Many people who turned up to cast their vote on Saturday were surprised to find out they were one of 240,000 West Australians that were not listed on the electoral roll, prompting the WA Electoral Commission to look to other states for a solution. WA Electoral Commissioner Warwick Gately said while the commission often contacted people at what were believed to be their new addresses, the onus was for voters to respond and provide their details so they could be enrolled. Some people simply chose not to turn up, despite voting being compulsory. Mr Gately said a solution which had been picked up in New South Wales, was to enrol people automatically as a result of change of address information supplied to government departments. For this to happen, legislative change is required.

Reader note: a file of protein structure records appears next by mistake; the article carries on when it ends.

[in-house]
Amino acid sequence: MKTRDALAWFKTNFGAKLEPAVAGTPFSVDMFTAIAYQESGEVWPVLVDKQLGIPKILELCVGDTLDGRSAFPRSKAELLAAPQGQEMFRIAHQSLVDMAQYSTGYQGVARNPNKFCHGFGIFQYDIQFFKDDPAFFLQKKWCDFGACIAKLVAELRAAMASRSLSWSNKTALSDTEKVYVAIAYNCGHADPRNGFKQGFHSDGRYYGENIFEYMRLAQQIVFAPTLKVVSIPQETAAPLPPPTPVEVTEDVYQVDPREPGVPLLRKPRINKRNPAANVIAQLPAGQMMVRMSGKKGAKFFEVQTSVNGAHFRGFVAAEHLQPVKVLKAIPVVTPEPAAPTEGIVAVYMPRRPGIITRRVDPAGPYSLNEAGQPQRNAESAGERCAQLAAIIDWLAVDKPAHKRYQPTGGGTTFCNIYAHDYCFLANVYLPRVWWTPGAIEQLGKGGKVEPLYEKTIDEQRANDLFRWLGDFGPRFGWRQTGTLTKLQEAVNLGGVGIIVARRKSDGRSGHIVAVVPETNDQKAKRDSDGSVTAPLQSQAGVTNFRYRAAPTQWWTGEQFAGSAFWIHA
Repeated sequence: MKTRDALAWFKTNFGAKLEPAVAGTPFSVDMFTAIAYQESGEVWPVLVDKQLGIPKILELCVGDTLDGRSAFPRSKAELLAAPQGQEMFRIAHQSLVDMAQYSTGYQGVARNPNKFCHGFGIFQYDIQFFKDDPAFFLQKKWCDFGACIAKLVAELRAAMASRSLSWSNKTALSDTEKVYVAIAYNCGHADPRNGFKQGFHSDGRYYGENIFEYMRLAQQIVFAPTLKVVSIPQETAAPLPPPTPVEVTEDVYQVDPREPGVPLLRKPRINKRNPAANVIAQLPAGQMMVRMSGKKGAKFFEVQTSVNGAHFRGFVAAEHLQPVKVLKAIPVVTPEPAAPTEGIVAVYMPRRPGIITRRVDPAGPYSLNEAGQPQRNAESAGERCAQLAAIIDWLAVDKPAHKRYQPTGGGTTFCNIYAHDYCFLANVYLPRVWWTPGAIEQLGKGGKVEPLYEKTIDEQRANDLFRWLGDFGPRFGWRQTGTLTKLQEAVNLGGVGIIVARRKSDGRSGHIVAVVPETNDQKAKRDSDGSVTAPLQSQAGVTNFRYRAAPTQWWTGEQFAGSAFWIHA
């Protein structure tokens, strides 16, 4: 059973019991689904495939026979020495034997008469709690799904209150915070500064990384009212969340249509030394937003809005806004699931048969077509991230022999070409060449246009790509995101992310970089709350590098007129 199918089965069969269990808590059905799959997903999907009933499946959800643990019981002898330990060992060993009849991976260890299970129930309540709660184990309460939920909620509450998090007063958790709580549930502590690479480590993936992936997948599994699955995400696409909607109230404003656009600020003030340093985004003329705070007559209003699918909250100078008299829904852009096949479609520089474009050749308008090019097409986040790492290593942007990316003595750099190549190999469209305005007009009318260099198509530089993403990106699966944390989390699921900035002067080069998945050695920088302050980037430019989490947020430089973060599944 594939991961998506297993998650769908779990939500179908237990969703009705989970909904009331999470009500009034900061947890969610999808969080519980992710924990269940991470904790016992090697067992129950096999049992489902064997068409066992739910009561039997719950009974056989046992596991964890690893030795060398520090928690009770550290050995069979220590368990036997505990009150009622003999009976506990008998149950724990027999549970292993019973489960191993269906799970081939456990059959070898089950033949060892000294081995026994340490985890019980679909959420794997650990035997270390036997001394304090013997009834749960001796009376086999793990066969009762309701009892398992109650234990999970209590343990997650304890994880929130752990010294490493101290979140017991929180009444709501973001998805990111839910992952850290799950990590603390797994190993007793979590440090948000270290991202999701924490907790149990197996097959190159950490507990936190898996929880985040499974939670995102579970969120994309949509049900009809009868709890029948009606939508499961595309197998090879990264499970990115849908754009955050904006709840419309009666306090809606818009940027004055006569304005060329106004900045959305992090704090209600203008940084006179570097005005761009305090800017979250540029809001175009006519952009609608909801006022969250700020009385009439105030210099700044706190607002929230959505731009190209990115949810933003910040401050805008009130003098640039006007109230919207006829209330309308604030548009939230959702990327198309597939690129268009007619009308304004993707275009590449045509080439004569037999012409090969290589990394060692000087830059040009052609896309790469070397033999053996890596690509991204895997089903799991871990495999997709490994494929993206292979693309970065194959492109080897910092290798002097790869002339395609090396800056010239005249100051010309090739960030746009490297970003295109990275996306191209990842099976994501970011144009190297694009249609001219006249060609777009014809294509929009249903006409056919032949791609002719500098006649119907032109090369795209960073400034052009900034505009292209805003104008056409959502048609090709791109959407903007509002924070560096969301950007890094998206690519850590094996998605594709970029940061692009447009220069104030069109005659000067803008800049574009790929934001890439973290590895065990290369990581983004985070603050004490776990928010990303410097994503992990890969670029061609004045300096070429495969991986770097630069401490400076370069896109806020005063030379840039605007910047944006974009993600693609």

“We would contact them and tell them that they will be enrolled at this new address unless they contact us within 28 days and then they go on the roll,” he said. About 25 per cent of voters change their address each year.
If departments had the information for those who turn 18 and had not yet enrolled, those people may then be able to be enrolled. According to the WAEC, those who are enrolled from a young age are more likely to take part on the election process.
People who miss three elections, whether they be federal or state, are less likely to engage in the process later in life, so if they are given every opportunity to participate early it would increase participation rates. Mr Gately said automatic enrolment would mean almost 100 per cent of eligible voters would be listed on the electoral roll.
He said he had broached the subject of enrolment with the government previously but was yet to see any action on the matter. At present it is believed that there are 240,000 West Australians not on the roll.
Full Article: Electoral Commission bids for change | Bunbury Mail.